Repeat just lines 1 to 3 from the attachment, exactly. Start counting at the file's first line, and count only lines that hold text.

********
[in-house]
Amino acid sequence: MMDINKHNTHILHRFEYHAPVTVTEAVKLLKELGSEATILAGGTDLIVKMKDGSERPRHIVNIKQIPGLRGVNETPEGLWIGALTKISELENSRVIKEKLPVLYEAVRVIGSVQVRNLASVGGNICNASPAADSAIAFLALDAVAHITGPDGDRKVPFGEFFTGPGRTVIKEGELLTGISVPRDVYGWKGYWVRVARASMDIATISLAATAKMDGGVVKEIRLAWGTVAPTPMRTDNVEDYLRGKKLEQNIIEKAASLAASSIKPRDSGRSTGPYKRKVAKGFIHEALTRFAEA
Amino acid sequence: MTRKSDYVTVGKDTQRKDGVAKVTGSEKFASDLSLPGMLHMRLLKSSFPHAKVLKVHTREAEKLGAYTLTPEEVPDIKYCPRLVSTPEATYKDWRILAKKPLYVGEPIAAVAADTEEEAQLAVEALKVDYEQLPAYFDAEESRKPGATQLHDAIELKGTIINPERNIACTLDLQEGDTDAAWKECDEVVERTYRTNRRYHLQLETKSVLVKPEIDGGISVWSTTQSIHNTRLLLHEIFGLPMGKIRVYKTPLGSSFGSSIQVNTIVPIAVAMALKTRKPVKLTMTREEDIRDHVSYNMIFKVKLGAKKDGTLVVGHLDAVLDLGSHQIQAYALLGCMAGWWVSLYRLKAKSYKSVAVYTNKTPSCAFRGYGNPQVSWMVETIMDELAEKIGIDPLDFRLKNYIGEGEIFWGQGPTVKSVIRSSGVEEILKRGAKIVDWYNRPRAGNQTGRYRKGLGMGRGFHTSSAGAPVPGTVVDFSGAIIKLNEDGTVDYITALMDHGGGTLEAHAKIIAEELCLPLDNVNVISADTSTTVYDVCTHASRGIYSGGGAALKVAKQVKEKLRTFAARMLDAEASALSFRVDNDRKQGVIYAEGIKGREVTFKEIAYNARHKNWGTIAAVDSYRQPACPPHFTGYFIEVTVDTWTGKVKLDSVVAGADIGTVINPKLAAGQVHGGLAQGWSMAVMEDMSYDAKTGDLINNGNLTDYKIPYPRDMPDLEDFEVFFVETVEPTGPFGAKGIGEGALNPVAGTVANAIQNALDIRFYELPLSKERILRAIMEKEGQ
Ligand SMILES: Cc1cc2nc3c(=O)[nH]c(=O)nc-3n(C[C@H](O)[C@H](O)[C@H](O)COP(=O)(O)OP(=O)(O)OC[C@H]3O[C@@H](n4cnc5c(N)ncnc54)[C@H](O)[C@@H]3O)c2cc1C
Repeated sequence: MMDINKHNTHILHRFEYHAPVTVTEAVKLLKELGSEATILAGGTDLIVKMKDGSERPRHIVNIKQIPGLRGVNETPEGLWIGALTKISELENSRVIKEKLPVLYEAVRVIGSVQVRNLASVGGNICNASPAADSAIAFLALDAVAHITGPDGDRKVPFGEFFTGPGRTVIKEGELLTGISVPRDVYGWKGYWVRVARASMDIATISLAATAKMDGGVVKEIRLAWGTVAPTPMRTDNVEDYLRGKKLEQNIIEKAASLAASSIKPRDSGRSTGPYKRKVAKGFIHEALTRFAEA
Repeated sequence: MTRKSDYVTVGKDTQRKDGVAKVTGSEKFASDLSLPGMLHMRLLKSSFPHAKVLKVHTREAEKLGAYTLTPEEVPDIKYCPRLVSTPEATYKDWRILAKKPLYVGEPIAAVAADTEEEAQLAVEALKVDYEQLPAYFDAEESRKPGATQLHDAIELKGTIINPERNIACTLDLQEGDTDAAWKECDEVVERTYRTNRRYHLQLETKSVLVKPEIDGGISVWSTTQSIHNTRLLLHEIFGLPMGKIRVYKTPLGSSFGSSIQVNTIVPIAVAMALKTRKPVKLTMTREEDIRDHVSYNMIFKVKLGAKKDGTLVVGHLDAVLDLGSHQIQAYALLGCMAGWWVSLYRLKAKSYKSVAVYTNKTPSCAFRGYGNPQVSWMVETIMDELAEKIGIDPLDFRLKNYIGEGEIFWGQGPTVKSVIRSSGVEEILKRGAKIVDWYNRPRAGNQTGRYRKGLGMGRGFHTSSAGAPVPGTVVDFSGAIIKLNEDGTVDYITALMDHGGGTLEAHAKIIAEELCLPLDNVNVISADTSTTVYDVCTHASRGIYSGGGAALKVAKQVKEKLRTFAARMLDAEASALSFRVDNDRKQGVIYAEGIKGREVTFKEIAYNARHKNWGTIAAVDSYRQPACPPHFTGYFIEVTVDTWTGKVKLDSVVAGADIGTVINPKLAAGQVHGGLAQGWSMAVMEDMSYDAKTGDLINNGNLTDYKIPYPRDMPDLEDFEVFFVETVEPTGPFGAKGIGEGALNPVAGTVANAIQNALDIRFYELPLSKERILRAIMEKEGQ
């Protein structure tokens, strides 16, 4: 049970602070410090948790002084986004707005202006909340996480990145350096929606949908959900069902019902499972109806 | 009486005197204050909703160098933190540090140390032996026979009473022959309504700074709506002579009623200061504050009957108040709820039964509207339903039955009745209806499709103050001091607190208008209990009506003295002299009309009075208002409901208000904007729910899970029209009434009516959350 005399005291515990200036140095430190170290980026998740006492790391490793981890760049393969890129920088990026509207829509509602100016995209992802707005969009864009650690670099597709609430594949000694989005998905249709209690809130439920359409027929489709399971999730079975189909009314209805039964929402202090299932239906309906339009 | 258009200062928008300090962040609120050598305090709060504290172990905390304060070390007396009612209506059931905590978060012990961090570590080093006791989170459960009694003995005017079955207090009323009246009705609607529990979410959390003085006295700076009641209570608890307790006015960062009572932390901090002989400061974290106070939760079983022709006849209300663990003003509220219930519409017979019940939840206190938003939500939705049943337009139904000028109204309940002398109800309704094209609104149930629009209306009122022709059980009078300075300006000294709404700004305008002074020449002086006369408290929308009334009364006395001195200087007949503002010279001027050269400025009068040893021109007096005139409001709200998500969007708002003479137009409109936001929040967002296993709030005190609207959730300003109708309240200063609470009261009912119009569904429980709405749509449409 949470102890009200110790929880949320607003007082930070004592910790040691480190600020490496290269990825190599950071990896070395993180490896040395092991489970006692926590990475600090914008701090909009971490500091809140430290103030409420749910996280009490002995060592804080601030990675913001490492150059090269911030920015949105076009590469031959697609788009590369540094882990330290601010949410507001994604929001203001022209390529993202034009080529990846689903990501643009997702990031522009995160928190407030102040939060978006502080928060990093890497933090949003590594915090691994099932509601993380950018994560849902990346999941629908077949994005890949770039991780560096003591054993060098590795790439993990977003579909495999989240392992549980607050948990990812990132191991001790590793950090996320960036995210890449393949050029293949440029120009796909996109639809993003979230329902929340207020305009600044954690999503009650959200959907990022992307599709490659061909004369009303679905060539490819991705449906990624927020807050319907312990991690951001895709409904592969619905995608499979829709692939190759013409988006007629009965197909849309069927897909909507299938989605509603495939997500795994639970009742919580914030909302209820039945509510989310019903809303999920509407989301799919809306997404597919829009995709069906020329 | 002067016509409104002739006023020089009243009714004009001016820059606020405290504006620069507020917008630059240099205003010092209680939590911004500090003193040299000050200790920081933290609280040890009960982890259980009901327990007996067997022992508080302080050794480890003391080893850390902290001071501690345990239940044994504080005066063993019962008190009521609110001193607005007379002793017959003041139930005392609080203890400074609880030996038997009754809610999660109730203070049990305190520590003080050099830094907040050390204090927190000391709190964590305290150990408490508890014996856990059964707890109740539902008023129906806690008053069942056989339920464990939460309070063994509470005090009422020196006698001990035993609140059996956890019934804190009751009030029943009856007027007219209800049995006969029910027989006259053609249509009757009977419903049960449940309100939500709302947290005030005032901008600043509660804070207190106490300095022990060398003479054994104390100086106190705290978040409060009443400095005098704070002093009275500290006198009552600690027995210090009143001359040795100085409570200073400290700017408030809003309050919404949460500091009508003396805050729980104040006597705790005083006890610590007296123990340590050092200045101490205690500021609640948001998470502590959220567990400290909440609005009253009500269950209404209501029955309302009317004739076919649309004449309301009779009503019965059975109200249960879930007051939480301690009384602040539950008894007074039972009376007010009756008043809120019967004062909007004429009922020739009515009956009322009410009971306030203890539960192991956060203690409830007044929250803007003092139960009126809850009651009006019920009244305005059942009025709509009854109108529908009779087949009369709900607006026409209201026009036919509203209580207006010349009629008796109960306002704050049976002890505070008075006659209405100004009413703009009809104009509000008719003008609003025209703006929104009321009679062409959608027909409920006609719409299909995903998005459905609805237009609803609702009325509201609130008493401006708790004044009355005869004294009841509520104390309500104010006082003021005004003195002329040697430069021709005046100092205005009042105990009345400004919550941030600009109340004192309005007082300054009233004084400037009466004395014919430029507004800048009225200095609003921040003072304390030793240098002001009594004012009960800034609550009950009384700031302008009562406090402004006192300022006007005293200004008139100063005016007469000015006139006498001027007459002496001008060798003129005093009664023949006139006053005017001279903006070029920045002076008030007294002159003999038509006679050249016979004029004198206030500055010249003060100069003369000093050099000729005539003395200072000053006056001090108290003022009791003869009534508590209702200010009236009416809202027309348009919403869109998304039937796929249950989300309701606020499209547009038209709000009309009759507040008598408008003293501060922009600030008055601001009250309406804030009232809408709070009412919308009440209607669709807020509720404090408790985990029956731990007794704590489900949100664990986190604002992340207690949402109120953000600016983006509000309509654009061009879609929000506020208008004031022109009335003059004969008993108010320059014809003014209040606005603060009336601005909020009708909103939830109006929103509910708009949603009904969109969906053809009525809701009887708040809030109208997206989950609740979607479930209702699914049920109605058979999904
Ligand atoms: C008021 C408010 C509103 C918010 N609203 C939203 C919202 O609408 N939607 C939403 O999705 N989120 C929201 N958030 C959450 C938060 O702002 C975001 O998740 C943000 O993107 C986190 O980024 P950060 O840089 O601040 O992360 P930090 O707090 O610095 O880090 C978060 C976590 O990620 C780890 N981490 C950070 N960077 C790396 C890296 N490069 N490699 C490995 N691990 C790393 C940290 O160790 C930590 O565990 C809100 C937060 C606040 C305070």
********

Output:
[in-house]
Amino acid sequence: MMDINKHNTHILHRFEYHAPVTVTEAVKLLKELGSEATILAGGTDLIVKMKDGSERPRHIVNIKQIPGLRGVNETPEGLWIGALTKISELENSRVIKEKLPVLYEAVRVIGSVQVRNLASVGGNICNASPAADSAIAFLALDAVAHITGPDGDRKVPFGEFFTGPGRTVIKEGELLTGISVPRDVYGWKGYWVRVARASMDIATISLAATAKMDGGVVKEIRLAWGTVAPTPMRTDNVEDYLRGKKLEQNIIEKAASLAASSIKPRDSGRSTGPYKRKVAKGFIHEALTRFAEA
Amino acid sequence: MTRKSDYVTVGKDTQRKDGVAKVTGSEKFASDLSLPGMLHMRLLKSSFPHAKVLKVHTREAEKLGAYTLTPEEVPDIKYCPRLVSTPEATYKDWRILAKKPLYVGEPIAAVAADTEEEAQLAVEALKVDYEQLPAYFDAEESRKPGATQLHDAIELKGTIINPERNIACTLDLQEGDTDAAWKECDEVVERTYRTNRRYHLQLETKSVLVKPEIDGGISVWSTTQSIHNTRLLLHEIFGLPMGKIRVYKTPLGSSFGSSIQVNTIVPIAVAMALKTRKPVKLTMTREEDIRDHVSYNMIFKVKLGAKKDGTLVVGHLDAVLDLGSHQIQAYALLGCMAGWWVSLYRLKAKSYKSVAVYTNKTPSCAFRGYGNPQVSWMVETIMDELAEKIGIDPLDFRLKNYIGEGEIFWGQGPTVKSVIRSSGVEEILKRGAKIVDWYNRPRAGNQTGRYRKGLGMGRGFHTSSAGAPVPGTVVDFSGAIIKLNEDGTVDYITALMDHGGGTLEAHAKIIAEELCLPLDNVNVISADTSTTVYDVCTHASRGIYSGGGAALKVAKQVKEKLRTFAARMLDAEASALSFRVDNDRKQGVIYAEGIKGREVTFKEIAYNARHKNWGTIAAVDSYRQPACPPHFTGYFIEVTVDTWTGKVKLDSVVAGADIGTVINPKLAAGQVHGGLAQGWSMAVMEDMSYDAKTGDLINNGNLTDYKIPYPRDMPDLEDFEVFFVETVEPTGPFGAKGIGEGALNPVAGTVANAIQNALDIRFYELPLSKERILRAIMEKEGQ